U.S. general killed, German general wounded in Afghan attack
KABUL - A U.S. general was killed and more than a dozen people, including a German general, were wounded Tuesday in an insider attack by a man believed to be an Afghan soldier, U.S., German and Afghan officials said.
The slain general, whose identity was not immediately released by the Pentagon, was believed to be the most senior U.S. military official killed in action in Afghanistan since the war there began in 2001.
Pentagon spokesman Rear Admiral John Kirby told reporters that "many were seriously wounded" and the gunman was killed in the attack, which took place on Tuesday at the Marshal Fahim National Defense University, a training center in Kabul.
The attack raised fresh questions about the ability of NATO soldiers to train and advise Afghan security forces as western nations gradually withdraw. The U.S. and German generals were on a routine visit, the Pentagon said.
A U.S. official said the gunman fired on the foreign soldiers using a light machine gun. Afghanistan's Defense Ministry described him as a "terrorist in army uniform."
The German military said its general was one of 14 coalition troops wounded in Tuesday's attack. It said his life was not in danger. Seven Americans and five British troops were among the wounded, an Afghan official said.
Past insider attacks have eroded trust while straining foreign efforts to train Afghanistan's 350,000-strong security force and prepare them to fight the Taliban once most U.S. and NATO forces depart.
U.S. Defense Secretary Chuck Hagel spoke by phone with Gen. Joe Dunford, who commands U.S. and international troops in Afghanistan, about the incident, Kirby said. He said the shooting was being investigated jointly by Afghan authorities and the international military coalition that is winding down its long mission in Afghanistan.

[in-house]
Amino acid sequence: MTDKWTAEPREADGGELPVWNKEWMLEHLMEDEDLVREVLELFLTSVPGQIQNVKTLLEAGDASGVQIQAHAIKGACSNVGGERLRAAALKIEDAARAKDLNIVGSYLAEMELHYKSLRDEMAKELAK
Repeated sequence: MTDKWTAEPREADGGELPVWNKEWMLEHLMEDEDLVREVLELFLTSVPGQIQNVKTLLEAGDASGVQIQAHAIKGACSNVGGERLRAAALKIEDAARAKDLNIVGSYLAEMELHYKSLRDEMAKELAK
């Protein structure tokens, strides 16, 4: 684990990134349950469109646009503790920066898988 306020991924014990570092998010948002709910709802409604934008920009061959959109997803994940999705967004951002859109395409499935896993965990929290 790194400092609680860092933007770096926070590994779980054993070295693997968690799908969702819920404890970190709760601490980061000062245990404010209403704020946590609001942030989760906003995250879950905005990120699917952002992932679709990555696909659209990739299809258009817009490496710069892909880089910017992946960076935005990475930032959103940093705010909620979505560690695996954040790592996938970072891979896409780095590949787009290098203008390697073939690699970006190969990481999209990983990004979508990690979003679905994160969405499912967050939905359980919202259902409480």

The Afghan president was quick to condemn the attack, saying the delegation had been visiting the facility to help build Afghanistan's security forces.
The Taliban says insider attacks reflect their ability to infiltrate the enemy. International military coalition officials say the incidents often arise over misunderstandings or altercations between troops.
In 2012, dozens of incidents forced international troops to take measures to reduce interaction with their Afghan partners. Since then, the number of insider attacks has fallen sharply.
Like other western nations, the United States is planning to leave a residual force in Afghanistan after the NATO mission ends this year, in part to support Afghan forces. But U.S. officials say that first they must sign a bilateral troop deal, which cannot be finalized until Afghanistan resolves an election dispute and confirms its new president.
In a similar attack on Tuesday, several people were wounded in eastern Paktia province when a policeman opened fire on international and Afghan forces, police chief Zalmay Oryakhil said.
Adding to the tension, a NATO air strike hit a vehicle carrying civilians in western Herat province, local officials said, killing four members of a family returning from a wedding, including two children.